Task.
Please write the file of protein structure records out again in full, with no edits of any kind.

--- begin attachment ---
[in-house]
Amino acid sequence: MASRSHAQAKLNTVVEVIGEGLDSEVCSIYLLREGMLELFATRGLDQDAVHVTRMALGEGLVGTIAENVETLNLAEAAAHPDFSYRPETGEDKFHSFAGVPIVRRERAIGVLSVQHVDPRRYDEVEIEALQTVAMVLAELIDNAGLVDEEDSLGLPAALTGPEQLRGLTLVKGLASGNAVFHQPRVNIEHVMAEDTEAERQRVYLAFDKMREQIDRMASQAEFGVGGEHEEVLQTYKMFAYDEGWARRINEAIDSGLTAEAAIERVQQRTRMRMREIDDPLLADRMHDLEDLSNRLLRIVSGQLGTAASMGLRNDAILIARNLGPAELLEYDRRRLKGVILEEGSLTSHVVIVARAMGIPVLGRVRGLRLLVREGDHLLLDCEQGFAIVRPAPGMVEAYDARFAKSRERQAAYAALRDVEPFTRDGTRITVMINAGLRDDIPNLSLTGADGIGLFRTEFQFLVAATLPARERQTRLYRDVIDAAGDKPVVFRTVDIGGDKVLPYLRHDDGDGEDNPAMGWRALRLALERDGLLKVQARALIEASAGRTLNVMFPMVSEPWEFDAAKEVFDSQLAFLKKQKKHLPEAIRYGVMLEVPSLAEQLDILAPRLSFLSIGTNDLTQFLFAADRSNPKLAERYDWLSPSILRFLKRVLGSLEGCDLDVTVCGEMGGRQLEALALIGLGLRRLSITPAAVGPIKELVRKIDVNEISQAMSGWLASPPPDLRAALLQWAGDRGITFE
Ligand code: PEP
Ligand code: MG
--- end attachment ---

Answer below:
[in-house]
Amino acid sequence: MASRSHAQAKLNTVVEVIGEGLDSEVCSIYLLREGMLELFATRGLDQDAVHVTRMALGEGLVGTIAENVETLNLAEAAAHPDFSYRPETGEDKFHSFAGVPIVRRERAIGVLSVQHVDPRRYDEVEIEALQTVAMVLAELIDNAGLVDEEDSLGLPAALTGPEQLRGLTLVKGLASGNAVFHQPRVNIEHVMAEDTEAERQRVYLAFDKMREQIDRMASQAEFGVGGEHEEVLQTYKMFAYDEGWARRINEAIDSGLTAEAAIERVQQRTRMRMREIDDPLLADRMHDLEDLSNRLLRIVSGQLGTAASMGLRNDAILIARNLGPAELLEYDRRRLKGVILEEGSLTSHVVIVARAMGIPVLGRVRGLRLLVREGDHLLLDCEQGFAIVRPAPGMVEAYDARFAKSRERQAAYAALRDVEPFTRDGTRITVMINAGLRDDIPNLSLTGADGIGLFRTEFQFLVAATLPARERQTRLYRDVIDAAGDKPVVFRTVDIGGDKVLPYLRHDDGDGEDNPAMGWRALRLALERDGLLKVQARALIEASAGRTLNVMFPMVSEPWEFDAAKEVFDSQLAFLKKQKKHLPEAIRYGVMLEVPSLAEQLDILAPRLSFLSIGTNDLTQFLFAADRSNPKLAERYDWLSPSILRFLKRVLGSLEGCDLDVTVCGEMGGRQLEALALIGLGLRRLSITPAAVGPIKELVRKIDVNEISQAMSGWLASPPPDLRAALLQWAGDRGITFE
Ligand code: PEP
Ligand code: MG